NFL Is Exploring European Markets


The league has just one reliable European market, London.

According to Brett Gosper, who is the person who heads up the National Football League’s European strategy, the league is very interested in putting a team in London, England. But Gosper concedes that London is not getting a franchise anytime soon. Europe is a target for the league and the NFL would like to expand its marketing on the continent but it is a slow go. The NFL will hold games in London and in Germany in 2023 but getting into other countries may take a while. France and Spain are places of interest for the NFL. Paris, France along with Barcelona and Madrid in Spain would seem to be three areas that the league should look into. But it will be a game here, a game there, no European division for quite a while, if ever. London is shaping up as the key.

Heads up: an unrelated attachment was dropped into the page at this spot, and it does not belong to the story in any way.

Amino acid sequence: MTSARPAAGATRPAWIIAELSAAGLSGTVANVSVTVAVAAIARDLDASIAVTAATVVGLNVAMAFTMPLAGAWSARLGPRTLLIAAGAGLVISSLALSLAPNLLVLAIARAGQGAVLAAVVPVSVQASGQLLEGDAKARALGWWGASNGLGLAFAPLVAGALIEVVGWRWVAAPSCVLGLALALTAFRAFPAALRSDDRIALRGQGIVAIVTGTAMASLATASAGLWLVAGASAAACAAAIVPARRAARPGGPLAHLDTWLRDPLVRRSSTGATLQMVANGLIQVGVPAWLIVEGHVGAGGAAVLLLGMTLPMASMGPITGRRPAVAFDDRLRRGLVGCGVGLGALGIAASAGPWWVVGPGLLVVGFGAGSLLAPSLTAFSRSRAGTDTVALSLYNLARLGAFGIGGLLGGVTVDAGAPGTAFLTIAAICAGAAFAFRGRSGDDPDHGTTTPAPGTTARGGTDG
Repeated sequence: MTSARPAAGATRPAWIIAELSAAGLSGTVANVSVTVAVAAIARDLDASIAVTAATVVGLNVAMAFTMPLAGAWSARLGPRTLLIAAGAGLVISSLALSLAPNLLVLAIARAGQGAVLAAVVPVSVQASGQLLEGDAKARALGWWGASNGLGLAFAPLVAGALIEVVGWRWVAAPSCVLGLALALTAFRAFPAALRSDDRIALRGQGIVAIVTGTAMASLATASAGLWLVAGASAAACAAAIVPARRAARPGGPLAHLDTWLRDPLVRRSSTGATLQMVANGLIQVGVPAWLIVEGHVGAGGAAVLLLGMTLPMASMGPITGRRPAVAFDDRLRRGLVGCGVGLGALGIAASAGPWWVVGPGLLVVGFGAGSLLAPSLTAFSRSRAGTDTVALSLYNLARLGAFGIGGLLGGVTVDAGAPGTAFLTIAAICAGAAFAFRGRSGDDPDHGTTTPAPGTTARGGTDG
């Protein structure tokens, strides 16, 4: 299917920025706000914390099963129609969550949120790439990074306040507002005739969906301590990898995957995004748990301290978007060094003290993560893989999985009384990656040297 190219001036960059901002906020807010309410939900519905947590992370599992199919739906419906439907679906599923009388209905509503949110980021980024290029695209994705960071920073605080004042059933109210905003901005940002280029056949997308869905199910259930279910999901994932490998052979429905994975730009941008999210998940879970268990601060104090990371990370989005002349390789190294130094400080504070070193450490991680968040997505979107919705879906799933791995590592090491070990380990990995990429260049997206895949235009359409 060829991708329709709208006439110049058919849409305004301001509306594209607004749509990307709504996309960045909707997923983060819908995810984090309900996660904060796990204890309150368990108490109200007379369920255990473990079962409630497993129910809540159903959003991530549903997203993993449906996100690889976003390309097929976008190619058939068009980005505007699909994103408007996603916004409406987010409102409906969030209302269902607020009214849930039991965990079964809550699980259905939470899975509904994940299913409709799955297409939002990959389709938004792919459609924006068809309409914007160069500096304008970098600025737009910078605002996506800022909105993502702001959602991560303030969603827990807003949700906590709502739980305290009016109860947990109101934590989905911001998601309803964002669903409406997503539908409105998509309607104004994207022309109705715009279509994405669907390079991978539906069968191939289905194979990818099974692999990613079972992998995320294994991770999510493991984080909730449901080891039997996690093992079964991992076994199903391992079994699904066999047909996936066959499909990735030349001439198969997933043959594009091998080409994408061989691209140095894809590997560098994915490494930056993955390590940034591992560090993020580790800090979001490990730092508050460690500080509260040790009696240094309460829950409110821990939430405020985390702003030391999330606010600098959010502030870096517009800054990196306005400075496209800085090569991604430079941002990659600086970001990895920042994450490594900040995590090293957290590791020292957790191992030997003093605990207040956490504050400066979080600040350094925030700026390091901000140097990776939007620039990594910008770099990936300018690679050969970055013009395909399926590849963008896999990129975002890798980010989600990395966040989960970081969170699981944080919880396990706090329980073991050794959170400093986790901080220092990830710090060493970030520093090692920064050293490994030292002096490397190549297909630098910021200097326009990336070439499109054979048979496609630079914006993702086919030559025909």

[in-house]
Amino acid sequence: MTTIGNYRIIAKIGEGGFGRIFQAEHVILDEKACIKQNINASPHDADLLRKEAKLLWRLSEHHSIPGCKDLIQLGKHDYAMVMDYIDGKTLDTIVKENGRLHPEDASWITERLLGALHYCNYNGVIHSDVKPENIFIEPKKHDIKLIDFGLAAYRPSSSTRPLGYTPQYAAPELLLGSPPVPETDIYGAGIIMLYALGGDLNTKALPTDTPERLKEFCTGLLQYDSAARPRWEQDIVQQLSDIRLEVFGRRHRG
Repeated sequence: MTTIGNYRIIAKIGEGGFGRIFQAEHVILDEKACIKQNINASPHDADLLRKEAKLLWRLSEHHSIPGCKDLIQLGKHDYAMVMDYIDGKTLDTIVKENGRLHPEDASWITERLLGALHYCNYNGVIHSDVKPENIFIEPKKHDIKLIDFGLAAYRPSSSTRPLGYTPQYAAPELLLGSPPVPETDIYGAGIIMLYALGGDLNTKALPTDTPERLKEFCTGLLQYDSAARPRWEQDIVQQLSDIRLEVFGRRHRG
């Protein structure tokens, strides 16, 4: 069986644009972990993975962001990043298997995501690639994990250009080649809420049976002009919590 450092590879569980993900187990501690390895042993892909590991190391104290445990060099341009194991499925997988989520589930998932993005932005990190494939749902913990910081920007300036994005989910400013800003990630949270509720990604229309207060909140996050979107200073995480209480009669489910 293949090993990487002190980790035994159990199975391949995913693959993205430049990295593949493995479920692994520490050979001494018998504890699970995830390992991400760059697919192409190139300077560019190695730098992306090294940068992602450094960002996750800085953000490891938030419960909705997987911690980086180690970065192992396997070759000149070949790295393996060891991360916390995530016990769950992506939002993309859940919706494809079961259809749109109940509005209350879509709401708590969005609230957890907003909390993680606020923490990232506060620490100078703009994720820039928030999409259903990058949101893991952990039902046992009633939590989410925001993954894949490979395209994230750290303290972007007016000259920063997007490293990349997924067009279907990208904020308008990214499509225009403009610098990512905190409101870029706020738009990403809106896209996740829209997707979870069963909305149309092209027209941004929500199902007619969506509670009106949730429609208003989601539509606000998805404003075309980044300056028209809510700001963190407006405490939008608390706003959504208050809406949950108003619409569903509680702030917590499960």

“We’ve even heard the commissioner talk about having a division in Europe, the commissioner talked about having two (London) teams. He thinks this market could support two teams, which it could, that Germany could support two teams,” said Gosper. “In some ways, it’s probably an easier logistical thing than having one team come into London, which will create all sorts of logistical challenges. Having a whole division here playing through the season, until the playoff period, might be an easier lift. In other ways it’s a much harder lift because you’ve got to find four teams.” Gosper added that a European division was “a fair way off” and was unlikely to happen “in the next five years”. The NFL knows what it has in London, two stadiums and some interest in the product. But the NFL viability in the rest of Europe is unknown. Munich and Frankfurt, Germany are two markets that the NFL is exploring. Identifying other markets is an ongoing process.

Evan Weiner’s books are available at iTunes –

Evan can be reached at

General view inside the Allianz Arena during the pregame show of a NFL match between Tampa Bay Buccaneers and Seattle Seahawks in Munich, Germany, Sunday, Nov. 13, 2022. (AP Photo/Markus Schreiber)